Directors of Allergan Inc. must face a lawsuit over $600 million in fines the company paid for misbranding its Botox treatment to smooth out wrinkles, a Delaware judge ruled, in a decision that could affect securities litigation in that state.
The opinion by Chancery Court Judge Travis Laster could make it easier for shareholders to bring lawsuits on behalf of companies in Delaware, a state traditionally seen as friendly for corporate defendants.
Allergan declined to comment.
The lawsuit stems from a $600 million settlement Allergan reached with the U.S. Department of Justice in 2010, which followed a three-year investigation by several government agencies of the marketing of Botox for unapproved uses.
Following the settlement, the Louisiana Municipal Police Employees’ Retirement System and U.F.C.W. Local 1776 pension funds brought derivative lawsuits in Delaware’s Court of Chancery and several similar lawsuits were filed in California federal court.
Derivative lawsuits allow shareholders essentially to step into the shoes of the company and sue directors for harm. Any recovery from individual directors or their insurers would go to the company, rather than to shareholders.
The California lawsuit was dismissed earlier this year and the directors argued that this meant the Delaware case should also be dismissed.
But Laster found that just because the California federal case was weak does not mean it should preclude the Delaware state case from going forward.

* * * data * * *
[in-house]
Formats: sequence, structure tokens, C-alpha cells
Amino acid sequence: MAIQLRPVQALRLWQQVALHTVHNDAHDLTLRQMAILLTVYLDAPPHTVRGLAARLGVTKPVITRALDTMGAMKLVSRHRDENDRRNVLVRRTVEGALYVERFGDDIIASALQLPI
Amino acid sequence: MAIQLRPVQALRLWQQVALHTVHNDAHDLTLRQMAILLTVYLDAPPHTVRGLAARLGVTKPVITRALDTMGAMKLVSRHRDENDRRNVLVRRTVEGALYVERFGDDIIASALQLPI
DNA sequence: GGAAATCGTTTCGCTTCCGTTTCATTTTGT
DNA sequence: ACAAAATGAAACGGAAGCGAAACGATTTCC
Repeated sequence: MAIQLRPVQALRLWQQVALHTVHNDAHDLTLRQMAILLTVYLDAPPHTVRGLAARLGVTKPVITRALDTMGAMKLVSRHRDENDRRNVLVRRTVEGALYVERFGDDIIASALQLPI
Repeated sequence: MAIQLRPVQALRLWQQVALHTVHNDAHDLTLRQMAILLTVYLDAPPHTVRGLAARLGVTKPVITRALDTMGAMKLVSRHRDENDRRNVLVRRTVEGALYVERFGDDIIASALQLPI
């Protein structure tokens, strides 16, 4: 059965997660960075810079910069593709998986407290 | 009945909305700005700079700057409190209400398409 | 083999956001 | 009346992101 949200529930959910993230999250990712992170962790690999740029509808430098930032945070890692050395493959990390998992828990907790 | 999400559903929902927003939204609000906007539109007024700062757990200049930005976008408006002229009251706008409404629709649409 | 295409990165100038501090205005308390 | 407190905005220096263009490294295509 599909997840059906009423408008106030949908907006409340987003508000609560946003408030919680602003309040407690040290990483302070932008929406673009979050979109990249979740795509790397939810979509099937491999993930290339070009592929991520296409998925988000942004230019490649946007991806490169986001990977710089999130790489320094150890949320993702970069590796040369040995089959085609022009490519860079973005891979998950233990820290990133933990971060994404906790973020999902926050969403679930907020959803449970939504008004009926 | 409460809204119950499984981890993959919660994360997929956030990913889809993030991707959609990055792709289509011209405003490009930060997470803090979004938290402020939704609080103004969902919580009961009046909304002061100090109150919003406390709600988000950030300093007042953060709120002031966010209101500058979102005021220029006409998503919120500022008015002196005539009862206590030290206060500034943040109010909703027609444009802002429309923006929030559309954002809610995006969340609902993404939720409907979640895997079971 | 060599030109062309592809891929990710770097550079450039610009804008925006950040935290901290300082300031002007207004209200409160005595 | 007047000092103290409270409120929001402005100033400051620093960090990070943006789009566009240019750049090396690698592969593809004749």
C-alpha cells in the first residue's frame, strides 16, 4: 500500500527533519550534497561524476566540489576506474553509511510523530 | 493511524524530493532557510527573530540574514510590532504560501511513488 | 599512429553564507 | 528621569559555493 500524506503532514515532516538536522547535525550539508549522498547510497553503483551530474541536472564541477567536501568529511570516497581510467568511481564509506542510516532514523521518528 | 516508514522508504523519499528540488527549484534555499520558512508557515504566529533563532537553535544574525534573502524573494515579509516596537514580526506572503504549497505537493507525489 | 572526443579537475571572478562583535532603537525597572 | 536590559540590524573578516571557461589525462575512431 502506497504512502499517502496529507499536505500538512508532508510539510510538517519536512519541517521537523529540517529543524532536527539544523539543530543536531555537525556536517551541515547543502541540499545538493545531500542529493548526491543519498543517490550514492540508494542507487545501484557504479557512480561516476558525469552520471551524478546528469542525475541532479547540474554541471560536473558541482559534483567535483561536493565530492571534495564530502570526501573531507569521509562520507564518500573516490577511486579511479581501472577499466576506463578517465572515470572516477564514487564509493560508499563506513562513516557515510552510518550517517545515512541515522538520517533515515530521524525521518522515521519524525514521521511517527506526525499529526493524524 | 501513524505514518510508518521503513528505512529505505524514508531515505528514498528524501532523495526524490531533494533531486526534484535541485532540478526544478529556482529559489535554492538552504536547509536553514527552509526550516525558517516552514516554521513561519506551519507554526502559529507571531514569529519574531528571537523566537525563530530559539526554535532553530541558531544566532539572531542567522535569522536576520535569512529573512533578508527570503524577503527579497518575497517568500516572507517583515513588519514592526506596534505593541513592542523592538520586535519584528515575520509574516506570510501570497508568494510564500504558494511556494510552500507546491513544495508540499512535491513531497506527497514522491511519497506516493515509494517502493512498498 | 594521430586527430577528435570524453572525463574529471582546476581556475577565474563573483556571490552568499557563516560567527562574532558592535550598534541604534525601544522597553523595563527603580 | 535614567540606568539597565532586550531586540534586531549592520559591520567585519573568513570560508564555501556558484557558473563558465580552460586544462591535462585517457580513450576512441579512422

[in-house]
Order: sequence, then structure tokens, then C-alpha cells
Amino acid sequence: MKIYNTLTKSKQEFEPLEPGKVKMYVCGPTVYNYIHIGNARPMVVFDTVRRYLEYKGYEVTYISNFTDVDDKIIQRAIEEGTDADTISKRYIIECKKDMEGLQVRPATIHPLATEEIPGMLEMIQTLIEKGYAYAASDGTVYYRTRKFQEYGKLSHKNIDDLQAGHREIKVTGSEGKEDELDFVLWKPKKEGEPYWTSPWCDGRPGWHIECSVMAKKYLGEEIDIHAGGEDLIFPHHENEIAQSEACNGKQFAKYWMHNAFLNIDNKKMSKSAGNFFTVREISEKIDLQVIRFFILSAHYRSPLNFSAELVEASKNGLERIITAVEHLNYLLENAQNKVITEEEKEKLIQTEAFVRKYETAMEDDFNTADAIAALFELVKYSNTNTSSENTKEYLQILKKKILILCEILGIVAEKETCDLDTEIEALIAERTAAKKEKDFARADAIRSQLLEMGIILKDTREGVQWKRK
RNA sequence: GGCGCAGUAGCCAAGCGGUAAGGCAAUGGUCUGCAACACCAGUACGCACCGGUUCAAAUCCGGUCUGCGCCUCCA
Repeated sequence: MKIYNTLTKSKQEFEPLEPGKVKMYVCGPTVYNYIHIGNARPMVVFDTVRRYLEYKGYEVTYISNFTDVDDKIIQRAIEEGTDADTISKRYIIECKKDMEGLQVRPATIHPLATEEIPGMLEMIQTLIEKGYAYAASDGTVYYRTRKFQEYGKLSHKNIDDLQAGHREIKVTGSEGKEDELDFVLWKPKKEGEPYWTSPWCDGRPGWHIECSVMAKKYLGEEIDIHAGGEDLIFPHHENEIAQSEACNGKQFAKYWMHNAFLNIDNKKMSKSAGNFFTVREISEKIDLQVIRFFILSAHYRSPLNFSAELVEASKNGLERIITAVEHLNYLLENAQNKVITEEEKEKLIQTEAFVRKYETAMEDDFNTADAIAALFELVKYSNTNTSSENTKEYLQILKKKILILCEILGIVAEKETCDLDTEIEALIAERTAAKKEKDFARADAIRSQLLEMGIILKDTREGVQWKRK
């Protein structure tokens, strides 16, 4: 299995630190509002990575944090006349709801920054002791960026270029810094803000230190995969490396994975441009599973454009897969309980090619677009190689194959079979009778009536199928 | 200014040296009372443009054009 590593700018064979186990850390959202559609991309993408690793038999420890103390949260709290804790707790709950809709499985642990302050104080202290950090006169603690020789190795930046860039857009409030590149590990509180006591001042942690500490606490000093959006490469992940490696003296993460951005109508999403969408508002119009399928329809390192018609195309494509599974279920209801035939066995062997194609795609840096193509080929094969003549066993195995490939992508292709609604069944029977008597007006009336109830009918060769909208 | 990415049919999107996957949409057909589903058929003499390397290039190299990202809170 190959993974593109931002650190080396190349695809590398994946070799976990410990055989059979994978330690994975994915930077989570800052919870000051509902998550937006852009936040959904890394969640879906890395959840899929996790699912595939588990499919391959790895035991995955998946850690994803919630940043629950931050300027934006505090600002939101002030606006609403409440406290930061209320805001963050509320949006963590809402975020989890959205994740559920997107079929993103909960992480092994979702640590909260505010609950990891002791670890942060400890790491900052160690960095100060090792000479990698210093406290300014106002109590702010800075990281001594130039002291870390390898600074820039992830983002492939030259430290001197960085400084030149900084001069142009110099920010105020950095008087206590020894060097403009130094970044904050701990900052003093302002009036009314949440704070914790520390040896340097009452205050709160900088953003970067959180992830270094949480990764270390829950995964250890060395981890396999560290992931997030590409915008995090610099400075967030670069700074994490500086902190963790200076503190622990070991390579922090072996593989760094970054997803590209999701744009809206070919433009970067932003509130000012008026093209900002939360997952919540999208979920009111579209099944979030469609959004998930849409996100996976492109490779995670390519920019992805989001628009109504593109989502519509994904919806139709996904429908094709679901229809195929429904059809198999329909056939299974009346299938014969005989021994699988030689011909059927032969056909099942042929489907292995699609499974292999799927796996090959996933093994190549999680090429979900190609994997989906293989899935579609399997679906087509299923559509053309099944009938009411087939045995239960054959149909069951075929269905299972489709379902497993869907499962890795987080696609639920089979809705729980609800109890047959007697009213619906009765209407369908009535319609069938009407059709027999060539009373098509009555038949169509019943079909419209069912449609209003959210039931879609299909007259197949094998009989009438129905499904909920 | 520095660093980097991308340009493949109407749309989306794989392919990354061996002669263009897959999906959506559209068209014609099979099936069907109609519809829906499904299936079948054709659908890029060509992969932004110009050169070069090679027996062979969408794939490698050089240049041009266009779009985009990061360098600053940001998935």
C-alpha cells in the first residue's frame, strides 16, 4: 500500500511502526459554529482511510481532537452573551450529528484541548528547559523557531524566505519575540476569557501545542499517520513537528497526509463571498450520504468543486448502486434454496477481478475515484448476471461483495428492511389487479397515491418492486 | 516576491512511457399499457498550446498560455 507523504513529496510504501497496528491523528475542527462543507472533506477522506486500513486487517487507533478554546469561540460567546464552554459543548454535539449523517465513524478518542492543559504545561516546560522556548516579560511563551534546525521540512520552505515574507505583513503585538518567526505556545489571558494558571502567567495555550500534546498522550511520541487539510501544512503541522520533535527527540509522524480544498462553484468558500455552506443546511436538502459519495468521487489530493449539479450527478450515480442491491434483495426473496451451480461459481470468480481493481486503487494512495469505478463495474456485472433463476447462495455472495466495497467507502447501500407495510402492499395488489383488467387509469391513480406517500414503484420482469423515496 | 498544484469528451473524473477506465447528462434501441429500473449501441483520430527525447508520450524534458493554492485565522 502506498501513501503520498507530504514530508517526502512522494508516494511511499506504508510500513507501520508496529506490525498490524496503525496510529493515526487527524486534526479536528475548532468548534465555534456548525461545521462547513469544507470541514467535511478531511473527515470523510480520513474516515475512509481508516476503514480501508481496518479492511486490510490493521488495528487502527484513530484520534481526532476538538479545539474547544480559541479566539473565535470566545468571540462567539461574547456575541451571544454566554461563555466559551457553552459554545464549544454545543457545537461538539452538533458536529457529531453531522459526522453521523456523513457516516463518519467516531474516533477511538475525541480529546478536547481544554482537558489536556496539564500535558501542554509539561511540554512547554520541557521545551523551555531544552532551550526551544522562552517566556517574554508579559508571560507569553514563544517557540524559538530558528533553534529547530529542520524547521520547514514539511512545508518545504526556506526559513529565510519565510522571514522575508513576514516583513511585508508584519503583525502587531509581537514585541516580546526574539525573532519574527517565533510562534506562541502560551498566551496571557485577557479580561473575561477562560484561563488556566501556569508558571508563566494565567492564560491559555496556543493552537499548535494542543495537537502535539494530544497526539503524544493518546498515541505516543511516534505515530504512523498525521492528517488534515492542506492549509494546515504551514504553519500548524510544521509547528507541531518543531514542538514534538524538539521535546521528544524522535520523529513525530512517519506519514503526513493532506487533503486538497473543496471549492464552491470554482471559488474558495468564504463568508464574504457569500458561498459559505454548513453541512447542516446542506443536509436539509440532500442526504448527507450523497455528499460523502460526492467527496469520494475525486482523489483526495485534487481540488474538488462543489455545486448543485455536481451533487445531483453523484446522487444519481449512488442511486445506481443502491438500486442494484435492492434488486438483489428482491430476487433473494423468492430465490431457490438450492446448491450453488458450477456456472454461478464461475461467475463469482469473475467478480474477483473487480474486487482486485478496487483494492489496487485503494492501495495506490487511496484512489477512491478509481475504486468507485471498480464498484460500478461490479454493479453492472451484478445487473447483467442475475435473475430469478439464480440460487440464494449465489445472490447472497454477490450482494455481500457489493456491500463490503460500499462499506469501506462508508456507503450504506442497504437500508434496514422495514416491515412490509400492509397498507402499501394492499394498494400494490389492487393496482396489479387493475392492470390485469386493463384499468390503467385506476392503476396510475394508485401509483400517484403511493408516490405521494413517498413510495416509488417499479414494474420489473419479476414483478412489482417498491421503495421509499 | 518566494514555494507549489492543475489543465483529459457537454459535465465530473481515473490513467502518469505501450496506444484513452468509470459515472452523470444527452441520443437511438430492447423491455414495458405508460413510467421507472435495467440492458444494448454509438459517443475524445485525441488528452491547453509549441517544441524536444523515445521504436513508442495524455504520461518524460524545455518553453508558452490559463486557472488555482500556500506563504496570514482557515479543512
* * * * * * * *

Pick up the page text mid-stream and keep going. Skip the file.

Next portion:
Laster dedicated much of his 84-page opinion to what he called the problem of “fast-filing” – the rush to the courthouse by lawyers with inadequate lawsuits to try to seize control of litigation before other lawyers file better lawsuits.
“Put simply, fast-filing generates dismissals,” wrote Laster, who joined the Delaware court, one of the nation’s busiest for shareholder litigation, in 2009.
Saying he would focus on the strength of lawsuits, he rejected an earlier Delaware Chancery Court decision that he said could preclude new lawsuits where the original plaintiff “lacked authority to sue on behalf of the corporation.”
Laster has been an outspoken critic of plaintiffs’ attorneys whom he believes have done a poor job litigating potentially strong cases and even replaced plaintiffs’ attorneys in a case involving Revlon Inc.
“It’s very significant,” said Larry Hamermesh, a professor at Widener University School of Law in Wilmington, Delaware, said of the opinion.
“The ruling in the case is, as I see it, an effort to discourage both plaintiffs and defendants from using ‘fast filing’ in a way that squelches more effective derivative litigation.”
The case is Louisiana Municipal Police Employees’ Retirement System et al v David Pyott et al, Delaware Court of Chancery, No. 5794
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